Caught flat-footed, her folks stonewall her for a few seconds. She retreats to the shadowy kitchen table, her back turned to them. Philip looks at Elizabeth and nods imperceptibly: permission granted. The camera then pans from him to her, passing the torch of complicity. They walk over to the table and sit down, flanking her. The alternating close-ups on Philip, Elizabeth and Paige with which the subsequent revelation/conversation is staged get tighter the moment the truth comes out: “We were born in a different country,” says Philip, and with the next cut to Paige, the camera has crept closer, drawing us further into the conspiracy.
After Paige angrily retreats to her room, her parents are left in the kitchen alone. Philip picks up the phone to…do what, exactly? Call the Centre? Prevent the Centre from calling them? Make sure Paige hasn’t called the cops? At any rate, he leaves the phone off the hook, letting the dial tone soundtrack the scene. The camera slowly arcs through the kitchen toward them, framing them together as they reconnect. “But things change, Philip,” Elizabeth says, explaining why it was O.K. for them to tell Paige who they really are, where once she thought their kids would be killed by the truth. “They changed.” “I know,” he replies, sincerely. The camera cuts to an angle from the opposite side of the room, and the dial tone ends, replaced by the grating BEEP-BEEP-BEEP-BEEP of a phone off its cradle. “I know,” he repeats, sadder, as the camera pans down to the idle phone—an image of literal disconnection.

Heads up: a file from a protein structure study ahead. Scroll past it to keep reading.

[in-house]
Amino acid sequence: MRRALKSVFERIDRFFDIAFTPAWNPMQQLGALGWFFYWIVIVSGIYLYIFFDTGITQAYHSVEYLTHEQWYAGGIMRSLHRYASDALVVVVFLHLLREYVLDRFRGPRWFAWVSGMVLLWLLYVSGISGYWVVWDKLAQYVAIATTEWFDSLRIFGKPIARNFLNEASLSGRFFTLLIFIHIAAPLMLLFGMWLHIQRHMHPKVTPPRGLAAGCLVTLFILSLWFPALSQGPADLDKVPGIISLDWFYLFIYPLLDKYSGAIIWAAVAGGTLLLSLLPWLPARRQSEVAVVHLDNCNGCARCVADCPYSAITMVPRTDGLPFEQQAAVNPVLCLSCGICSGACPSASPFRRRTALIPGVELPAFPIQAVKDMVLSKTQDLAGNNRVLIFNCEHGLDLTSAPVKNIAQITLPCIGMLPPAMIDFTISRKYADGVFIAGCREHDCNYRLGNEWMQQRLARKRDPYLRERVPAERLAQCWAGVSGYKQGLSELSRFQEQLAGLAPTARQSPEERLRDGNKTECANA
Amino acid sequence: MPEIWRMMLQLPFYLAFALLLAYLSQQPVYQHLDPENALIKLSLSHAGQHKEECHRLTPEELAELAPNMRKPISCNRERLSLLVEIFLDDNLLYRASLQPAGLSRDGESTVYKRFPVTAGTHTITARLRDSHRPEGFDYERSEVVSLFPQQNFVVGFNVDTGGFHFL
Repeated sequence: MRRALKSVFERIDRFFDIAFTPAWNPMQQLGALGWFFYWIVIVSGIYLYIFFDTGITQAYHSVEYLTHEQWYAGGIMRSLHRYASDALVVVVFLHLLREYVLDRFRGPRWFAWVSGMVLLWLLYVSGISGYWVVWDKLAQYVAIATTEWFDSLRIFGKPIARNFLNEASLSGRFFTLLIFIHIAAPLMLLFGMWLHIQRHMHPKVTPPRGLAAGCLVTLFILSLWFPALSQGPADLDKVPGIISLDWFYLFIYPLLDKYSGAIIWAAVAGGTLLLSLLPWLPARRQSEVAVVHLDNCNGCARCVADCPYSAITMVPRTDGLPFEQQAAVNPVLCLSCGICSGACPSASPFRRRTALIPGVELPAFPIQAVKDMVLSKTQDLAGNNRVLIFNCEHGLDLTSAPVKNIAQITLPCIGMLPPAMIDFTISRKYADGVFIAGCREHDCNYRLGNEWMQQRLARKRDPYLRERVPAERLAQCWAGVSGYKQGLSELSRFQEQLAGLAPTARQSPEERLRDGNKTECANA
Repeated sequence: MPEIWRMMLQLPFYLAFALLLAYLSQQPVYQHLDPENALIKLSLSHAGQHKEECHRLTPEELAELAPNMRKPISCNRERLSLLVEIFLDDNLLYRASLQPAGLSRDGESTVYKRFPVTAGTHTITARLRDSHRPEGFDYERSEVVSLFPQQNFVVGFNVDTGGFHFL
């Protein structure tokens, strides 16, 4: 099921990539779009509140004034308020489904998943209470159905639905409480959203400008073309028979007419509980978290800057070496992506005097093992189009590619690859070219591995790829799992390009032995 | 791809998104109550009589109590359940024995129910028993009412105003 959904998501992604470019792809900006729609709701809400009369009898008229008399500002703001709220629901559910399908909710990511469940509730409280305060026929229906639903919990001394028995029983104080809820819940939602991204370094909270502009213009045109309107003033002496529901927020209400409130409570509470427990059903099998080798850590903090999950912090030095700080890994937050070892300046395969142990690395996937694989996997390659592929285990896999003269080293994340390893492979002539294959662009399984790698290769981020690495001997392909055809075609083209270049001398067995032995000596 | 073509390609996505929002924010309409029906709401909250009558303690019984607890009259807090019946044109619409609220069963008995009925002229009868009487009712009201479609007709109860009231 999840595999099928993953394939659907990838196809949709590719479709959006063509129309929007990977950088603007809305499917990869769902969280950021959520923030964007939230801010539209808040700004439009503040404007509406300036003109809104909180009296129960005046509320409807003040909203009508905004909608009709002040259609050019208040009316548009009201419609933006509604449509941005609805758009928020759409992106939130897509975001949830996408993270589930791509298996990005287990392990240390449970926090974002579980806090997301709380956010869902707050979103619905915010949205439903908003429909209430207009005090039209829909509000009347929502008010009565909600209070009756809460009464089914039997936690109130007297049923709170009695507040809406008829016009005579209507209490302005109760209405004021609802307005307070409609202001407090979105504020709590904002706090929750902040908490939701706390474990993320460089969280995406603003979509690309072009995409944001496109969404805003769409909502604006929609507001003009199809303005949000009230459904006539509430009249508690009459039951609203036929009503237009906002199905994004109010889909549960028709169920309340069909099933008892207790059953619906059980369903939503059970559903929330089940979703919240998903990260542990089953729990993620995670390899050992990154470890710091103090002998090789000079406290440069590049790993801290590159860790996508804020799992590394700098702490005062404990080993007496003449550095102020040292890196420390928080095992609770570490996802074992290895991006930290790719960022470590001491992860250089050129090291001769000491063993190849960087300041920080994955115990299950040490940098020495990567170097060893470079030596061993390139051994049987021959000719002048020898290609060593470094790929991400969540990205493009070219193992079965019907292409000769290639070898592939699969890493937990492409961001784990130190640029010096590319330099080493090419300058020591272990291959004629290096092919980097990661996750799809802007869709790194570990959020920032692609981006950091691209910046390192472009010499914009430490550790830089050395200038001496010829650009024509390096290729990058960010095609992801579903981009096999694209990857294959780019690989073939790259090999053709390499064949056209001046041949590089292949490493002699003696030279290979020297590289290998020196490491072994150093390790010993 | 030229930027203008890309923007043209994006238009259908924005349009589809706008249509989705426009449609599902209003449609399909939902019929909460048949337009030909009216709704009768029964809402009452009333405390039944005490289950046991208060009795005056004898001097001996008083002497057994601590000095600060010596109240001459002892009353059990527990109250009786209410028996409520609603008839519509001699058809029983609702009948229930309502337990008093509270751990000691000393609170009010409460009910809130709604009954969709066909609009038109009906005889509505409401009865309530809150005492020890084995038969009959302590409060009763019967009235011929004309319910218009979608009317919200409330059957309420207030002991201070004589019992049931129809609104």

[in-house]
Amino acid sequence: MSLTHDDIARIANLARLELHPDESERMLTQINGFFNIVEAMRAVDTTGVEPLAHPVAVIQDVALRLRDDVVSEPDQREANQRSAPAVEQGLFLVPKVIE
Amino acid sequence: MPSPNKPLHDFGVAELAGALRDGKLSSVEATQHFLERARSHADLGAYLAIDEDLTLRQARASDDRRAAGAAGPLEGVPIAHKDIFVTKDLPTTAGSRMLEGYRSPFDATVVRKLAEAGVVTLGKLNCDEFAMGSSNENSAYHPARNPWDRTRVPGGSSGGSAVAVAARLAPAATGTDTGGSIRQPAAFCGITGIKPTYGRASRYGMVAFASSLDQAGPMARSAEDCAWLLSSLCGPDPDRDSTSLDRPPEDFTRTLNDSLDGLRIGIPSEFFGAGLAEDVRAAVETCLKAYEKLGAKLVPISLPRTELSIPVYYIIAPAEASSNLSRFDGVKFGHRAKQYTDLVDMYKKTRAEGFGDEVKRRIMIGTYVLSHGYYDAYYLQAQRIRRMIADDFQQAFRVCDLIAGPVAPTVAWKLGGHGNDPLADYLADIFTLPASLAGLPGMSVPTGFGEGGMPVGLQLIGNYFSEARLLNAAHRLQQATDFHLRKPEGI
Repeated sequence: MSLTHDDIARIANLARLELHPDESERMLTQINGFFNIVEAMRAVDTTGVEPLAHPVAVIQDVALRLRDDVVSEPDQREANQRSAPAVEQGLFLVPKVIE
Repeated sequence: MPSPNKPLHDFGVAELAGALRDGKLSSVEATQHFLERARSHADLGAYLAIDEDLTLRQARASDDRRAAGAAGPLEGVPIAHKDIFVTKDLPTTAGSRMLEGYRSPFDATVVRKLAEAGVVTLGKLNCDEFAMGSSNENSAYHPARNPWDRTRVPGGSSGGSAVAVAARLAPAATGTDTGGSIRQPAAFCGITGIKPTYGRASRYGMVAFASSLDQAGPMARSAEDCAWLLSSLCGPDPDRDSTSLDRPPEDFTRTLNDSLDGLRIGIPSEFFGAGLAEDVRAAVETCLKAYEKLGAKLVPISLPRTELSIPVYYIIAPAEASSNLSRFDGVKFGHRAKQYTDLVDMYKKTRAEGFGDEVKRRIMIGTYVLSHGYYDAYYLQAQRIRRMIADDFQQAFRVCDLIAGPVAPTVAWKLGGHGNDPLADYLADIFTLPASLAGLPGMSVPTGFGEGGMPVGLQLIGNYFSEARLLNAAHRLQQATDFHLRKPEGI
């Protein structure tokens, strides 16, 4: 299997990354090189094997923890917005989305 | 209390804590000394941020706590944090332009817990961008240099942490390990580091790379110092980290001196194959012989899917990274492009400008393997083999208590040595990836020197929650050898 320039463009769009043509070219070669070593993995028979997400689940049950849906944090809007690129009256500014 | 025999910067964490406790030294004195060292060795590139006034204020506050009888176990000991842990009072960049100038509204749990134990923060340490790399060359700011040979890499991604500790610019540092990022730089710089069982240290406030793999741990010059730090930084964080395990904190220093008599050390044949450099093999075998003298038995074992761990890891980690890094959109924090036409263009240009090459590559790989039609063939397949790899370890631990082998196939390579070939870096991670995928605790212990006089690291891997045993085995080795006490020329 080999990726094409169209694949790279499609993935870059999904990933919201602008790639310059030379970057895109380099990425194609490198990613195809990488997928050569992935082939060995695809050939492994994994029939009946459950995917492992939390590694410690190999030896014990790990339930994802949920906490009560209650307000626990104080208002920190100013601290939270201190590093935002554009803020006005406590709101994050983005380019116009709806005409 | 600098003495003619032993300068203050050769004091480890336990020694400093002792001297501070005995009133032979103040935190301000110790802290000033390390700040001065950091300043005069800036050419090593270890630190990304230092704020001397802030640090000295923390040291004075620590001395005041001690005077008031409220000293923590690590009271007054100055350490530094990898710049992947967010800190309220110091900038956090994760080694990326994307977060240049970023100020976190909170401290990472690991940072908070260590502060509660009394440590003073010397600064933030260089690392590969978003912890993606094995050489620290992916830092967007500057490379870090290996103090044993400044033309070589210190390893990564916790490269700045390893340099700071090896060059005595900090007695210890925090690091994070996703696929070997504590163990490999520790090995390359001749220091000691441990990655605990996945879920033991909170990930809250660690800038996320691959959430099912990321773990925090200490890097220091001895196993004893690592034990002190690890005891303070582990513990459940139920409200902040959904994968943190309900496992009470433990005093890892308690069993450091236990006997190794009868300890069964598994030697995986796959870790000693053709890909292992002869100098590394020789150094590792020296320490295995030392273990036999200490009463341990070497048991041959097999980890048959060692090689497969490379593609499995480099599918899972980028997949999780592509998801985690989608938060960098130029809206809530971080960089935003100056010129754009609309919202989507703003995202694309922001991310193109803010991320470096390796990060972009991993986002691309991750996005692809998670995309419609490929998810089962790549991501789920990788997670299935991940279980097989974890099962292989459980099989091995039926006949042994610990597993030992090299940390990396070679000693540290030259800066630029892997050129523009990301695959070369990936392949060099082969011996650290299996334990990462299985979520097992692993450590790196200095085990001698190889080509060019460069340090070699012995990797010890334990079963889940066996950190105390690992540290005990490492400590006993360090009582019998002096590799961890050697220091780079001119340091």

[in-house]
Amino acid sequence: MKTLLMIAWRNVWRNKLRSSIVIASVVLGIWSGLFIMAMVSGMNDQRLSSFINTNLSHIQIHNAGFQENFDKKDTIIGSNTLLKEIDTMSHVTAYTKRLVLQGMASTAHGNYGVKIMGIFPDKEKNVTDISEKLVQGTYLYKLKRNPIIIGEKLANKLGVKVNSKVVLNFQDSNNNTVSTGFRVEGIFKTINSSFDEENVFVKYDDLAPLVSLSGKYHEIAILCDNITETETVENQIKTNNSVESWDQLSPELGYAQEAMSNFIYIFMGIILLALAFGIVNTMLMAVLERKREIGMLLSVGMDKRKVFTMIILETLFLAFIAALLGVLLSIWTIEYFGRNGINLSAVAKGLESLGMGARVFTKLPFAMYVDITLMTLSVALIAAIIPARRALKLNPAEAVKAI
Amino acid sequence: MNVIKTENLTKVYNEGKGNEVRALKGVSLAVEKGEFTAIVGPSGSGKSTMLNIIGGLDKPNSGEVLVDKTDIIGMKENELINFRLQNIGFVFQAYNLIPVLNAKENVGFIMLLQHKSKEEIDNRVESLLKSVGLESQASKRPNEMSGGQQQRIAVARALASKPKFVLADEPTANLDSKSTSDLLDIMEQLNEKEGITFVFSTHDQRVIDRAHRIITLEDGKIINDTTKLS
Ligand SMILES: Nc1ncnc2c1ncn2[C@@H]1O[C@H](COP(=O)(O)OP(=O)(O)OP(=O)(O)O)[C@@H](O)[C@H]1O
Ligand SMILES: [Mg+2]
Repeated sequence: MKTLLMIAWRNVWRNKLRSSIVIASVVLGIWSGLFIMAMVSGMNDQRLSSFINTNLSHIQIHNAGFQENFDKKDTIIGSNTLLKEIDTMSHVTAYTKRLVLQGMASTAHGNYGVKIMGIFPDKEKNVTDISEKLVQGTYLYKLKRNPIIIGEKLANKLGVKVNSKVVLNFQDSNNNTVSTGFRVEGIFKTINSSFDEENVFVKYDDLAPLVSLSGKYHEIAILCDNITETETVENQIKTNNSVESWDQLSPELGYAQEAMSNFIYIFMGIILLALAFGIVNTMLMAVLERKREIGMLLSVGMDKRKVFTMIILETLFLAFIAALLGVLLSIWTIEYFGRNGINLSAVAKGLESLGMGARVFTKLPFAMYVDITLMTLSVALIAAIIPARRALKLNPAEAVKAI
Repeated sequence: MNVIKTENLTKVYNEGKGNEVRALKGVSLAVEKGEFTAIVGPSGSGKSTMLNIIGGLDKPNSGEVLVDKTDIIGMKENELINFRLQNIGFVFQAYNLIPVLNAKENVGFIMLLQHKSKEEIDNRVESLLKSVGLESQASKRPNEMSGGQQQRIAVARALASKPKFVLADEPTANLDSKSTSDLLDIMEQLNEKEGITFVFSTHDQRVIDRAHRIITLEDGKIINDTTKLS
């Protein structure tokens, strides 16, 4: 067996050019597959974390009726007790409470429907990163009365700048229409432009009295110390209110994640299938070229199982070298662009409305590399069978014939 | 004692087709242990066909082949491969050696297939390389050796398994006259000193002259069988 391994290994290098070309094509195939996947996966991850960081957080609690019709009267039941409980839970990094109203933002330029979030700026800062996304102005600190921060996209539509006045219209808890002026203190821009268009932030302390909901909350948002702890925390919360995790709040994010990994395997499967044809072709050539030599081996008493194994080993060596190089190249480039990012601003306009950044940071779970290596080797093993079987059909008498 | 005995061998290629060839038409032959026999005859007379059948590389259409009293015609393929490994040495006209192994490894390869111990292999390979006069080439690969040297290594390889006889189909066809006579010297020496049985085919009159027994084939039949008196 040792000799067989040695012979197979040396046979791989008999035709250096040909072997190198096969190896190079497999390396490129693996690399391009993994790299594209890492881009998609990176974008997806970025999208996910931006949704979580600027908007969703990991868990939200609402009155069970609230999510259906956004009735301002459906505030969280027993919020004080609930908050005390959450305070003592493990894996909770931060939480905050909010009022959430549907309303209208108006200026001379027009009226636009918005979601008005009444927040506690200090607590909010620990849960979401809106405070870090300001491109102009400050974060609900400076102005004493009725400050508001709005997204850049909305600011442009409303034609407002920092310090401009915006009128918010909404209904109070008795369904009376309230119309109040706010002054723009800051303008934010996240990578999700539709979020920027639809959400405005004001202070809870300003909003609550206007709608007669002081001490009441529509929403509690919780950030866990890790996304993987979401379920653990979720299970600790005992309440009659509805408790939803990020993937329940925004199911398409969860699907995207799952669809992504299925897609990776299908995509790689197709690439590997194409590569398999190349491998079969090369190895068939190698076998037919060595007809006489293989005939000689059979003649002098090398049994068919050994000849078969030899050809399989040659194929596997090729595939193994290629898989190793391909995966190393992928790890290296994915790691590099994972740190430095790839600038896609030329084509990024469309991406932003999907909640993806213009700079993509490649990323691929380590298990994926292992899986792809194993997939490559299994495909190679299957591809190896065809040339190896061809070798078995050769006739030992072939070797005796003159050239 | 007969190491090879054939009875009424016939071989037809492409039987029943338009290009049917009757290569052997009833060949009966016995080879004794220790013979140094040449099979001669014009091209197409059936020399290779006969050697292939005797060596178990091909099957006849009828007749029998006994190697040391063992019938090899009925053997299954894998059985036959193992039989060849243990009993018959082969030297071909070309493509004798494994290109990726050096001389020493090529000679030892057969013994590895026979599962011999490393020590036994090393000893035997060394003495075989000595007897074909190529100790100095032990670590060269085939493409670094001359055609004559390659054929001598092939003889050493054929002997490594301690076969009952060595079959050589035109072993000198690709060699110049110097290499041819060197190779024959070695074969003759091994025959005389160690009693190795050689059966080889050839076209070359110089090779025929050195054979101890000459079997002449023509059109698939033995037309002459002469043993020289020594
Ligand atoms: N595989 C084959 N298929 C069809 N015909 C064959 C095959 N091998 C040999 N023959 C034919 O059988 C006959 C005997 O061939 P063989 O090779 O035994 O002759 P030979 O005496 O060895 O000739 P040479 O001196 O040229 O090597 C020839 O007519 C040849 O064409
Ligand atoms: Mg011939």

The events of the following day are hazy with shock and anxiety for both sides of the conversation; as Philip puts it, “We go to work, we hold our breath.” The show conveys this waking nightmare of nervous anticipation by fading, not cutting, from shot to shot and scene to scene. Fade from the Jennings’ car to the Jennings at their desks at work. Fade from the Jennings at their desk at work to Paige with her phone at home. Fade from Paige with her phone at home back to the Jennings at work. Soon the fades don’t even transition us between different locations, or even different periods of time: They simply mark beats in Paige’s phone call to Pastor Tim, alternately showing her brightly lit face and her silhouetted back, reflecting our uncertainty about whether she’ll tell the truth or keep the secret.